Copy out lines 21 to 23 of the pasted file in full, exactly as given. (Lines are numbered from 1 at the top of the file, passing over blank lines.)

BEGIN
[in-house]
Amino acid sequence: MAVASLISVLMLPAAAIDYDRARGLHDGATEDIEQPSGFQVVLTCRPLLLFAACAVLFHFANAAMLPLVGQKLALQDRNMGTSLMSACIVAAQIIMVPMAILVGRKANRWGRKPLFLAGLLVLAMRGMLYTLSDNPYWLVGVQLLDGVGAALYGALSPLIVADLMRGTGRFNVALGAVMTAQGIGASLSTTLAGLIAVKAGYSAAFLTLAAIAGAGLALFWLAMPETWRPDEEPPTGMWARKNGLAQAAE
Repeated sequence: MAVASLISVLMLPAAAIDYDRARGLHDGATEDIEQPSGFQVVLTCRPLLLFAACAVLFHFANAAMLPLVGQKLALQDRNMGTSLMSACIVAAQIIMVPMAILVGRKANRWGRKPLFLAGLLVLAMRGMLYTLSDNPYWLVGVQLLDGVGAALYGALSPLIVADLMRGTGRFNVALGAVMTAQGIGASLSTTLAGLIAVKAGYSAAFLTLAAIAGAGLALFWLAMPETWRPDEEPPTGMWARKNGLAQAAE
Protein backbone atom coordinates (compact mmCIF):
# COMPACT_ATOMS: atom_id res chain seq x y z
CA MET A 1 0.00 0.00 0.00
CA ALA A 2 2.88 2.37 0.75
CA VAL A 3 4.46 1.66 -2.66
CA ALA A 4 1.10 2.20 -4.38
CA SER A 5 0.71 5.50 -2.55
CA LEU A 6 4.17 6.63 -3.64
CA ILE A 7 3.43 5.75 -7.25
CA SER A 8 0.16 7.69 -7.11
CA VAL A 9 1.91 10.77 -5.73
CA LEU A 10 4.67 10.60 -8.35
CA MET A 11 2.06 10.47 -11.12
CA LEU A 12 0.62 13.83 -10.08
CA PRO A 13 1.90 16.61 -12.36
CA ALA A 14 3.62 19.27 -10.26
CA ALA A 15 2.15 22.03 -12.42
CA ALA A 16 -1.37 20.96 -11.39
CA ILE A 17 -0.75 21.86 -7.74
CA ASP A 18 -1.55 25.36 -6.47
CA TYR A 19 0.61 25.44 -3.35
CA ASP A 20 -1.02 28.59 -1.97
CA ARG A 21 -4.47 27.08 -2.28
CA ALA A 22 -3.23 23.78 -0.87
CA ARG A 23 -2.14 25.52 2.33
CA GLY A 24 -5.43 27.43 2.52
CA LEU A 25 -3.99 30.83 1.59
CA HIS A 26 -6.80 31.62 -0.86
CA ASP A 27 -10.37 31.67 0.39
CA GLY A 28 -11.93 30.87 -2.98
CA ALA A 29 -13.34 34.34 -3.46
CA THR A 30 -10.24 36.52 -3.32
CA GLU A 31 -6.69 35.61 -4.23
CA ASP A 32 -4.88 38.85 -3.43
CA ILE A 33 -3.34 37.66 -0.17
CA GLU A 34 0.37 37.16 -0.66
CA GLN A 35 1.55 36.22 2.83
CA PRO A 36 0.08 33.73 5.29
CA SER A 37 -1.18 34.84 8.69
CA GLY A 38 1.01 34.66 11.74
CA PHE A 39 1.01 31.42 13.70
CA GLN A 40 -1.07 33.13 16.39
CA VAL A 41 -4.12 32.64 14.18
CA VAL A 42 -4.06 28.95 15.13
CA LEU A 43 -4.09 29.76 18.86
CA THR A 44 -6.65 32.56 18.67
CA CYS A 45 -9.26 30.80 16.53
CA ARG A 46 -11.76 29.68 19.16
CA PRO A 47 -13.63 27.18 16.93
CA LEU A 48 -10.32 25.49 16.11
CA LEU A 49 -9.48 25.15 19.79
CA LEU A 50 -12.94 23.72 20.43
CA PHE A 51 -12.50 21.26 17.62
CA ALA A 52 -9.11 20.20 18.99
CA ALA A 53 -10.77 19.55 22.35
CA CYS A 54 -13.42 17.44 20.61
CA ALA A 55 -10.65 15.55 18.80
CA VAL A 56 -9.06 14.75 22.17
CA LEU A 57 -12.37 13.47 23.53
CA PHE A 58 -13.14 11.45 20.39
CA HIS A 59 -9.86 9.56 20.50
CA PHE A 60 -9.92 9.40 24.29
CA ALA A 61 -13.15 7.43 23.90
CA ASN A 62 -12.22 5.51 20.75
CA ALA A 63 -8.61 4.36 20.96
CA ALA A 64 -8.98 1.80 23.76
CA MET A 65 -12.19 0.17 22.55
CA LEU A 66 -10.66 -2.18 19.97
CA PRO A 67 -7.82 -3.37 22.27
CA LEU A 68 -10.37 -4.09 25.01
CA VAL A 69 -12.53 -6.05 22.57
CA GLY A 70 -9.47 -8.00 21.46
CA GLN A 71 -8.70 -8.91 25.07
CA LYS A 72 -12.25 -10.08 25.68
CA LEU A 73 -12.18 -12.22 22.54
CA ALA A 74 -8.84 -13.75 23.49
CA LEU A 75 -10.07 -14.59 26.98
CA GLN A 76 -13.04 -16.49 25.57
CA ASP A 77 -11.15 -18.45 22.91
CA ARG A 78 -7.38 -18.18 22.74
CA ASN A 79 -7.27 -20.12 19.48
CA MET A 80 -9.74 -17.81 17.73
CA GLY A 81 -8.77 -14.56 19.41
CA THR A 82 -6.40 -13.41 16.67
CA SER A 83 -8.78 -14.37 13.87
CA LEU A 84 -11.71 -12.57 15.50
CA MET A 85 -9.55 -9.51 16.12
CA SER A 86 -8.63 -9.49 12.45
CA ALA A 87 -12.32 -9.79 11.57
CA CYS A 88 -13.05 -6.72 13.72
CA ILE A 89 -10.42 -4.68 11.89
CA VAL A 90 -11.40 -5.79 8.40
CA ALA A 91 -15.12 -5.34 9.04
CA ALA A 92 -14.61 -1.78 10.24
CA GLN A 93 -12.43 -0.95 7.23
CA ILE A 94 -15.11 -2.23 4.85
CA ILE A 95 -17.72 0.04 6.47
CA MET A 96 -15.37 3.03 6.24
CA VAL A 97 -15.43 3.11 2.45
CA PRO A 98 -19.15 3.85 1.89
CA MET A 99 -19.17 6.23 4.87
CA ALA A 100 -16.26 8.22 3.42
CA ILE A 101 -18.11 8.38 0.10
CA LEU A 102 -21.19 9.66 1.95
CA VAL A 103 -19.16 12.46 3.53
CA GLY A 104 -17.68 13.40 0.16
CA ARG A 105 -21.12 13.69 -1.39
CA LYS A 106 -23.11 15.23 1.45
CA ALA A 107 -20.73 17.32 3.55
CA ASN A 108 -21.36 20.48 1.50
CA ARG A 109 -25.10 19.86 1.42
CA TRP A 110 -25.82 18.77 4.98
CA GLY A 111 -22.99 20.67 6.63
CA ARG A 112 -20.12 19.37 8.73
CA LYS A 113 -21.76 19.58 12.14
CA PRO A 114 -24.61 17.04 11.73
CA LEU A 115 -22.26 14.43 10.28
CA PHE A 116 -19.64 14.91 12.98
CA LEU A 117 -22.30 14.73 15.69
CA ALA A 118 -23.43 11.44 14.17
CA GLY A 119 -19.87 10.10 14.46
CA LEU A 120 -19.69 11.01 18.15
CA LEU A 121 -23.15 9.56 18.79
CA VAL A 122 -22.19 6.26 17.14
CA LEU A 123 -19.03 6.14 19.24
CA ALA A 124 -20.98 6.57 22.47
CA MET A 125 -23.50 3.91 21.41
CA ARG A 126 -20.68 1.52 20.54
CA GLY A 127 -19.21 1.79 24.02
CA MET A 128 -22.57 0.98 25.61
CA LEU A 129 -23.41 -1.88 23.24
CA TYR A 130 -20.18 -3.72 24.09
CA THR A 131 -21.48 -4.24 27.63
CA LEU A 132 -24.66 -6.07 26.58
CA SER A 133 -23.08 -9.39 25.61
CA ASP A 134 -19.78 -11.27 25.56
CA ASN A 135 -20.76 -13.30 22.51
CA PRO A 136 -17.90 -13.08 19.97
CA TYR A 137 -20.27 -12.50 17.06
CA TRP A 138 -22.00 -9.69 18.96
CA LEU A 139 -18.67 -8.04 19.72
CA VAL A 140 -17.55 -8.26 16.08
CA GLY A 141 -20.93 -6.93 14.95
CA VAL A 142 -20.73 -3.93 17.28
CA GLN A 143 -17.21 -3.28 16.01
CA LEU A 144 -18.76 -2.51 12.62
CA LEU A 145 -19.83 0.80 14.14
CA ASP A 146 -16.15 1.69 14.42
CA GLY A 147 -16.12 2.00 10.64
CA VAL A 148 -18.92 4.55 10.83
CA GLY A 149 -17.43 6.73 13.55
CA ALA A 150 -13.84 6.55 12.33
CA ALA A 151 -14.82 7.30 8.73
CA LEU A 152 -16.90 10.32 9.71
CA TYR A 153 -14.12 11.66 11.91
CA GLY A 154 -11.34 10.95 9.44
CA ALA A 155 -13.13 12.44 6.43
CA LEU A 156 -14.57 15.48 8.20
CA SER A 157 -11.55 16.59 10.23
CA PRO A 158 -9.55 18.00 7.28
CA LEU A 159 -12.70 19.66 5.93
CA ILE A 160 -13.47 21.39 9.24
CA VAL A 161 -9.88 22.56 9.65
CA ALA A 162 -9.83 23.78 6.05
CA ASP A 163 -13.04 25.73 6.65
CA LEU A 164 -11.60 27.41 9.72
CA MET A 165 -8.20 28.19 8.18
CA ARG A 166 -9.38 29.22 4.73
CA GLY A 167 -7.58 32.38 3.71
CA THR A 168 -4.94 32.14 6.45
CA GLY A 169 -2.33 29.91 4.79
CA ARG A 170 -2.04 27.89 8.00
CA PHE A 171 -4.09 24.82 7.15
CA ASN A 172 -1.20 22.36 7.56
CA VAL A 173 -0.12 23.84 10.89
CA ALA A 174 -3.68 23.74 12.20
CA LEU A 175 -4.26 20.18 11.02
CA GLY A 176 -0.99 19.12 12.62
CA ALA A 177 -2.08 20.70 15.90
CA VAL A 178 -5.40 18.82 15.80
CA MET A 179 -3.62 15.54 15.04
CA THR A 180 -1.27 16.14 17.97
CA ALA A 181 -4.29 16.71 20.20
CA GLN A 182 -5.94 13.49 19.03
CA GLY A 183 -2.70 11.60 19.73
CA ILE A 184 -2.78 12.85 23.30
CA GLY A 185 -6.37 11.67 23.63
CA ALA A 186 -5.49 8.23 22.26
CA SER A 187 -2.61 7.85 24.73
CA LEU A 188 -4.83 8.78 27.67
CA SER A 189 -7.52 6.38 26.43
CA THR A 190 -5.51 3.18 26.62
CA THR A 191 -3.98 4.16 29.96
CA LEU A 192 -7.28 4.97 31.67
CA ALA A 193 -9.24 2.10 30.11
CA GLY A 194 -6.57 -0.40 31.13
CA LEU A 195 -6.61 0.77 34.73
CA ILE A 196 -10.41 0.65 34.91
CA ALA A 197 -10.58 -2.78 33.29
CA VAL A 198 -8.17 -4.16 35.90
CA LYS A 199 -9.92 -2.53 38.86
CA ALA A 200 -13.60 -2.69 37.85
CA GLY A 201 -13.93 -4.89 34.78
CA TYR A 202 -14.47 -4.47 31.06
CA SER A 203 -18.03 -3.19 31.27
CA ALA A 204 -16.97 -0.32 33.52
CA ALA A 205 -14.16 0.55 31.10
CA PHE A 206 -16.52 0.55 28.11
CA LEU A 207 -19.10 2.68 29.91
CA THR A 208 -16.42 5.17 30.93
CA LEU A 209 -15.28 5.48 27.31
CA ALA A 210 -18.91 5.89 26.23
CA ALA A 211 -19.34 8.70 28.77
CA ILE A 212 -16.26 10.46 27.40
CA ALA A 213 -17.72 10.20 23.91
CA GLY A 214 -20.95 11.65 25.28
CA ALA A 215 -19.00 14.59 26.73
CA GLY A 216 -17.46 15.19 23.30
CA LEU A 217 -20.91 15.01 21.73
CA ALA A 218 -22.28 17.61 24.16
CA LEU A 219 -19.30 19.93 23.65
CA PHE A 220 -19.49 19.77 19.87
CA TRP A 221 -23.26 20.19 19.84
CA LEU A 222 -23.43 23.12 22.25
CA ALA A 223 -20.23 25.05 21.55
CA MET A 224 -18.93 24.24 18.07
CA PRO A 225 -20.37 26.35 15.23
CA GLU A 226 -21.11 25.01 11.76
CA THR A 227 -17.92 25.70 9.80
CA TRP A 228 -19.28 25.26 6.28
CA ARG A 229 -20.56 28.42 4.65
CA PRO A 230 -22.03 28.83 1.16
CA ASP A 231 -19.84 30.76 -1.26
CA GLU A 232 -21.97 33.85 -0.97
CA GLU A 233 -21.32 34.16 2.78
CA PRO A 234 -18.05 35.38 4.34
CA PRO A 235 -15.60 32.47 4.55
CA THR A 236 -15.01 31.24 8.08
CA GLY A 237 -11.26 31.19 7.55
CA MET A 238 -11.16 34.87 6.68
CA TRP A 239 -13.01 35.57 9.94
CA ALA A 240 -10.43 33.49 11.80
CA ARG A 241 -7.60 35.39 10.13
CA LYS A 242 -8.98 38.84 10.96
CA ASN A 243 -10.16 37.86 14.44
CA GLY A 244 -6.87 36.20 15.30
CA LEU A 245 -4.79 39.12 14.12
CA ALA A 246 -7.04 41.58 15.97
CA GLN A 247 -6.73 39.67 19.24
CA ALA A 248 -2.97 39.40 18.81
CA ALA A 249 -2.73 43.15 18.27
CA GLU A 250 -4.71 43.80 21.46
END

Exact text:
CA ALA A 16 -1.37 20.96 -11.39
CA ILE A 17 -0.75 21.86 -7.74
CA ASP A 18 -1.55 25.36 -6.47